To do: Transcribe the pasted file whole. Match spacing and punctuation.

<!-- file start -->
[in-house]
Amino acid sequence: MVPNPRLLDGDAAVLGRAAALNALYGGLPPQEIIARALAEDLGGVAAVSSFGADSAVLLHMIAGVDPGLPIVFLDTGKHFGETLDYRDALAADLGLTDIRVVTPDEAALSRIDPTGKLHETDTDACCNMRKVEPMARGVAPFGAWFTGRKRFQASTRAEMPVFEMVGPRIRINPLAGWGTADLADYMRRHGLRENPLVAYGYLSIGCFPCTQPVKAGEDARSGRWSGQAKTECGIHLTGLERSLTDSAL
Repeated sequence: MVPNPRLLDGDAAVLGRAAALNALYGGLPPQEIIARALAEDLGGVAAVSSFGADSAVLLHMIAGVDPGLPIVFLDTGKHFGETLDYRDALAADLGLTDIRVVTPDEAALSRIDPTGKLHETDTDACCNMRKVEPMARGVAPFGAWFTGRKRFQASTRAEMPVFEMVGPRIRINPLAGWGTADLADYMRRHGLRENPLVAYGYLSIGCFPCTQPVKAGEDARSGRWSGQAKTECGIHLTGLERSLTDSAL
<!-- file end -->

[in-house]
Amino acid sequence: MVPNPRLLDGDAAVLGRAAALNALYGGLPPQEIIARALAEDLGGVAAVSSFGADSAVLLHMIAGVDPGLPIVFLDTGKHFGETLDYRDALAADLGLTDIRVVTPDEAALSRIDPTGKLHETDTDACCNMRKVEPMARGVAPFGAWFTGRKRFQASTRAEMPVFEMVGPRIRINPLAGWGTADLADYMRRHGLRENPLVAYGYLSIGCFPCTQPVKAGEDARSGRWSGQAKTECGIHLTGLERSLTDSAL
Repeated sequence: MVPNPRLLDGDAAVLGRAAALNALYGGLPPQEIIARALAEDLGGVAAVSSFGADSAVLLHMIAGVDPGLPIVFLDTGKHFGETLDYRDALAADLGLTDIRVVTPDEAALSRIDPTGKLHETDTDACCNMRKVEPMARGVAPFGAWFTGRKRFQASTRAEMPVFEMVGPRIRINPLAGWGTADLADYMRRHGLRENPLVAYGYLSIGCFPCTQPVKAGEDARSGRWSGQAKTECGIHLTGLERSLTDSAL